I clearly recall my reaction to the news that they were going to make a Jurassic Park sequel waaay back in 1997, Spielberg was back? I’m in. Goldblum was back? I’m in. They are using the sequel book “The Lost World” written by creator Michael Crichton as the source material? Whoa, whoa, hold up. Not a good idea. I read the the book a couple of years before and it was awful. It read like a blatant cash grab that was a pale imitation of the original, just bigger and badder like most terrible sequels and just because Crichton (an author who I simply adore) wrote it doesn’t make it worth making. But I had enough faith in Spielberg to give it the benefit of the doubt. Needless to say “The Lost World” is not my favorite of the Jurassic films, and I believe I am in the minority of the people who prefer “Jurassic Park III” over second one. Then I heard that they were bringing the franchise back and of course making it bigger and badder by calling it “Jurassic World” and with none of the original players, only Spielberg as a producer, I felt that same feeling from ’97. And my suspicions were revealed, even though “Jurassic World” made all the money three summers ago, I thought it was the weakest of the series. Until now.
After the incident at Jurassic World there are still people strip-mining the place and a large corporation has decided to take several species off of the island before an active volcano erupts. The group run by former partner of John Hammond (Richard Attenborough) Benjamin Lockwood (James Cromwell) and his assistant Eli Mills (Rafe Spall) enlist the help of former employees of the failed park Claire Dearing (Bryce Dallas Howard) and raptor trainer Owen Grady (Chris Pratt). Together with some young techs and doctors they join a group of hunters led by Ken Wheatley (Ted Levine) to capture Blue the last of the trained velociraptors on the island. So it becomes a race against time to survive an erupting volcano on an island of rampant dinosaurs while trying to save as many of them as possible.
So here we go. First the good thing is this film is a crowd-pleaser in every sense. This is a bigger, louder, more intense version of the previous film. Director J. A. Bayona (The Orphanage, A Monster Calls) does his best with what he is given, as there are several well crafted shots and he does all he can to make the dinos the stars of the show. The bad part of this movie is… everything else. Starting with the script by previous writers and collaborators Derek Connolly and Colin Trevorrow, the former directing the previous “Jurassic World”, it’s the clear work of a script by committee. And if it’s not that, it’s simply terrible writing. Nothing makes a lot of sense, even for a fiction film set in a world of cloned creatures. And even though it’s an unwritten rule in the ‘Jurassic’ films to have a child somewhere in peril, the one here, Isabella Sermon is shoehorned in the most ridiculous way possible as the granddaughter of Lockwood played by Cromwell who himself was given the same snow white beard and mosquito in amber cane, just so you don’t forget who his friend was. The action borders on slapstick and the editing which is something you are not supposed to notice, is all but forgotten in the last quarter of the movie.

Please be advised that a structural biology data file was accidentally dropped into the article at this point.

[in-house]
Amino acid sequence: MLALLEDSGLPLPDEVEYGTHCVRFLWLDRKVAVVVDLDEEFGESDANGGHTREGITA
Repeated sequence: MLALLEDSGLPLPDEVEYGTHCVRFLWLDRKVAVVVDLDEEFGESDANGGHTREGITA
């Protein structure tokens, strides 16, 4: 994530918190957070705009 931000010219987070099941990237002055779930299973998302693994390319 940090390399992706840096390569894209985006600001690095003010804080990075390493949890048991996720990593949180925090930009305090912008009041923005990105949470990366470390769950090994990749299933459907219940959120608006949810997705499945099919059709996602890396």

What’s most unfortunate is “Jurassic World: Fallen Kingdom” has a huge group of talent with the likes of Ted Levine, Toby Jones, Cromwell, and even the great Jeff Goldbulm in his 2 minutes of screen time were all helpless and at the mercy of a film that spent 170 million compared to the 1.5 million the rip-off “Jurassic City” cost to make something equal in quality. It’s difficult to lay blame on one person here as this is clearly a group effort to crash this franchise into the ground with a final shot that is supposed to inspire hope of some kind but feels more like the beginning of a horror movie. Perhaps it’s also fitting that one of the plot points of the film is to take parts of dinosaurs and create a genetically altered new dinosaur that ends up destroying everything. “Fallen Kingdom” does the same thing as it takes the best parts of the first four films of this beloved series and alters it so much so that it becomes the fifth ‘Transformers’ movie.